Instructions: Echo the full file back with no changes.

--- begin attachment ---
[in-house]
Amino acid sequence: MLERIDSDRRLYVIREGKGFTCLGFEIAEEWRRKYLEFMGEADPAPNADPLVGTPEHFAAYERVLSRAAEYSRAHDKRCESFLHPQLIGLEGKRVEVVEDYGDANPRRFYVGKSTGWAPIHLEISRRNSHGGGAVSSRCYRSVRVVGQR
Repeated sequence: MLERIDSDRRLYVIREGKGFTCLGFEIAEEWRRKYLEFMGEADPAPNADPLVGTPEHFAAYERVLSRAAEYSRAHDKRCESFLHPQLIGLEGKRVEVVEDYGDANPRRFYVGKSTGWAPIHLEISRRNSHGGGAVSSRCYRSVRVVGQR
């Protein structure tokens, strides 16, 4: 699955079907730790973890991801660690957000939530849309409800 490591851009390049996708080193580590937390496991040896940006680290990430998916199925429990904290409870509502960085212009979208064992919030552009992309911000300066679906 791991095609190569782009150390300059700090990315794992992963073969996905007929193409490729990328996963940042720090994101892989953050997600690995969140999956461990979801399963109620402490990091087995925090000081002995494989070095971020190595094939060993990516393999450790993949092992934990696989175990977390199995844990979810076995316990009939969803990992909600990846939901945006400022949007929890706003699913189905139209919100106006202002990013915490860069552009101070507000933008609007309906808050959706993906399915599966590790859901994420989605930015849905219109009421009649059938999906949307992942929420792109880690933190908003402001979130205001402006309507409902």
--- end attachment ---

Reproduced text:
[in-house]
Amino acid sequence: MLERIDSDRRLYVIREGKGFTCLGFEIAEEWRRKYLEFMGEADPAPNADPLVGTPEHFAAYERVLSRAAEYSRAHDKRCESFLHPQLIGLEGKRVEVVEDYGDANPRRFYVGKSTGWAPIHLEISRRNSHGGGAVSSRCYRSVRVVGQR
Repeated sequence: MLERIDSDRRLYVIREGKGFTCLGFEIAEEWRRKYLEFMGEADPAPNADPLVGTPEHFAAYERVLSRAAEYSRAHDKRCESFLHPQLIGLEGKRVEVVEDYGDANPRRFYVGKSTGWAPIHLEISRRNSHGGGAVSSRCYRSVRVVGQR
């Protein structure tokens, strides 16, 4: 699955079907730790973890991801660690957000939530849309409800 490591851009390049996708080193580590937390496991040896940006680290990430998916199925429990904290409870509502960085212009979208064992919030552009992309911000300066679906 791991095609190569782009150390300059700090990315794992992963073969996905007929193409490729990328996963940042720090994101892989953050997600690995969140999956461990979801399963109620402490990091087995925090000081002995494989070095971020190595094939060993990516393999450790993949092992934990696989175990977390199995844990979810076995316990009939969803990992909600990846939901945006400022949007929890706003699913189905139209919100106006202002990013915490860069552009101070507000933008609007309906808050959706993906399915599966590790859901994420989605930015849905219109009421009649059938999906949307992942929420792109880690933190908003402001979130205001402006309507409902």